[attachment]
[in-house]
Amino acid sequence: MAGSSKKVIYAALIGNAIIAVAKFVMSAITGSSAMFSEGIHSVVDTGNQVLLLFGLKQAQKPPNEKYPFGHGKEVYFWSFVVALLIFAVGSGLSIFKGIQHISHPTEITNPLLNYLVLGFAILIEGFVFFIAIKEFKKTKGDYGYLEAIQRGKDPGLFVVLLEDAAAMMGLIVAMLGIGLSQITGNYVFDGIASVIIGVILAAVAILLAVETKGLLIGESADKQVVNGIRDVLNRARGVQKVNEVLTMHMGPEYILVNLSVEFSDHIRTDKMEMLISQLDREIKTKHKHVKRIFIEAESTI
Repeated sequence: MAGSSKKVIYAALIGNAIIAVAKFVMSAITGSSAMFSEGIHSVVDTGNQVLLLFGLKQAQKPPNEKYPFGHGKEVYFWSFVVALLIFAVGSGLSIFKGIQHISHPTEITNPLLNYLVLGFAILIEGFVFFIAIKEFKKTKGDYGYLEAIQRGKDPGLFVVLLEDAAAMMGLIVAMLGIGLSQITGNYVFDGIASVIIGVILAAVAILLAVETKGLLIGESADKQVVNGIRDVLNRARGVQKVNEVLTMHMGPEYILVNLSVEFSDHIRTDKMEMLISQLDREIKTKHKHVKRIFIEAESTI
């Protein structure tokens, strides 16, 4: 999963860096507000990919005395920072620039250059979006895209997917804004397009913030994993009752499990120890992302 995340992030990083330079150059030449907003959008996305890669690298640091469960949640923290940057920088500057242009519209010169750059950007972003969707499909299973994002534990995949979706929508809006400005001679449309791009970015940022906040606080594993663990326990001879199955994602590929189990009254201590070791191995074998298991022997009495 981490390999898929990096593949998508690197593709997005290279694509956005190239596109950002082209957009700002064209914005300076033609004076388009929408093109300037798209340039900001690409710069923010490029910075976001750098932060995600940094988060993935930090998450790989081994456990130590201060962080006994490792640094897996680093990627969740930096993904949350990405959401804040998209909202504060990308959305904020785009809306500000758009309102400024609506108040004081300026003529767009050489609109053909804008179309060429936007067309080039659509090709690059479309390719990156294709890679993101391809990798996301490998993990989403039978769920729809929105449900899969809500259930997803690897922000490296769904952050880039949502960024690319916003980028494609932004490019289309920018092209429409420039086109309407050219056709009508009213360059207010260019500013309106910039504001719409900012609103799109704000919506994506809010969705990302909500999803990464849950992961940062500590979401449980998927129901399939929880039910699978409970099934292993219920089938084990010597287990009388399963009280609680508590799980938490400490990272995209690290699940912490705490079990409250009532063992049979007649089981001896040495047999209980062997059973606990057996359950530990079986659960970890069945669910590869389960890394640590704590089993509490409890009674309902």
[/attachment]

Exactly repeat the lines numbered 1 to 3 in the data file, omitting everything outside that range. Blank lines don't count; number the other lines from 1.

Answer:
[in-house]
Amino acid sequence: MAGSSKKVIYAALIGNAIIAVAKFVMSAITGSSAMFSEGIHSVVDTGNQVLLLFGLKQAQKPPNEKYPFGHGKEVYFWSFVVALLIFAVGSGLSIFKGIQHISHPTEITNPLLNYLVLGFAILIEGFVFFIAIKEFKKTKGDYGYLEAIQRGKDPGLFVVLLEDAAAMMGLIVAMLGIGLSQITGNYVFDGIASVIIGVILAAVAILLAVETKGLLIGESADKQVVNGIRDVLNRARGVQKVNEVLTMHMGPEYILVNLSVEFSDHIRTDKMEMLISQLDREIKTKHKHVKRIFIEAESTI
Repeated sequence: MAGSSKKVIYAALIGNAIIAVAKFVMSAITGSSAMFSEGIHSVVDTGNQVLLLFGLKQAQKPPNEKYPFGHGKEVYFWSFVVALLIFAVGSGLSIFKGIQHISHPTEITNPLLNYLVLGFAILIEGFVFFIAIKEFKKTKGDYGYLEAIQRGKDPGLFVVLLEDAAAMMGLIVAMLGIGLSQITGNYVFDGIASVIIGVILAAVAILLAVETKGLLIGESADKQVVNGIRDVLNRARGVQKVNEVLTMHMGPEYILVNLSVEFSDHIRTDKMEMLISQLDREIKTKHKHVKRIFIEAESTI